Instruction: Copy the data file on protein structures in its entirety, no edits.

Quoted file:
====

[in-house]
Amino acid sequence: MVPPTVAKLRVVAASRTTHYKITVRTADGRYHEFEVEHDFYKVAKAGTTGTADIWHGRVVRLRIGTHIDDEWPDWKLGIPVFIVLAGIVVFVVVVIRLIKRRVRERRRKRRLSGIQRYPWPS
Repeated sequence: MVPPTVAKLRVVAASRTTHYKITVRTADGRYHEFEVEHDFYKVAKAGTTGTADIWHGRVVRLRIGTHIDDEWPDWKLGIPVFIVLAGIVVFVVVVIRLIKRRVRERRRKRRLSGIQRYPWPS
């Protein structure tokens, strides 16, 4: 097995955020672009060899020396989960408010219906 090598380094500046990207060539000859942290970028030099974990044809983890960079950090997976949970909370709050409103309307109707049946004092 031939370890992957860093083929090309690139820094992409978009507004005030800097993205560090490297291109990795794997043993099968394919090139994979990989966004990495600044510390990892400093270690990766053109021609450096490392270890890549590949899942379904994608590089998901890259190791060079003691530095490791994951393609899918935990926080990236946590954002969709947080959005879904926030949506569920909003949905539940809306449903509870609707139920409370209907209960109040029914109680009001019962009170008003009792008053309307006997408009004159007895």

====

[in-house]
Amino acid sequence: MVPPTVAKLRVVAASRTTHYKITVRTADGRYHEFEVEHDFYKVAKAGTTGTADIWHGRVVRLRIGTHIDDEWPDWKLGIPVFIVLAGIVVFVVVVIRLIKRRVRERRRKRRLSGIQRYPWPS
Repeated sequence: MVPPTVAKLRVVAASRTTHYKITVRTADGRYHEFEVEHDFYKVAKAGTTGTADIWHGRVVRLRIGTHIDDEWPDWKLGIPVFIVLAGIVVFVVVVIRLIKRRVRERRRKRRLSGIQRYPWPS
């Protein structure tokens, strides 16, 4: 097995955020672009060899020396989960408010219906 090598380094500046990207060539000859942290970028030099974990044809983890960079950090997976949970909370709050409103309307109707049946004092 031939370890992957860093083929090309690139820094992409978009507004005030800097993205560090490297291109990795794997043993099968394919090139994979990989966004990495600044510390990892400093270690990766053109021609450096490392270890890549590949899942379904994608590089998901890259190791060079003691530095490791994951393609899918935990926080990236946590954002969709947080959005879904926030949506569920909003949905539940809306449903509870609707139920409370209907209960109040029914109680009001019962009170008003009792008053309307006997408009004159007895």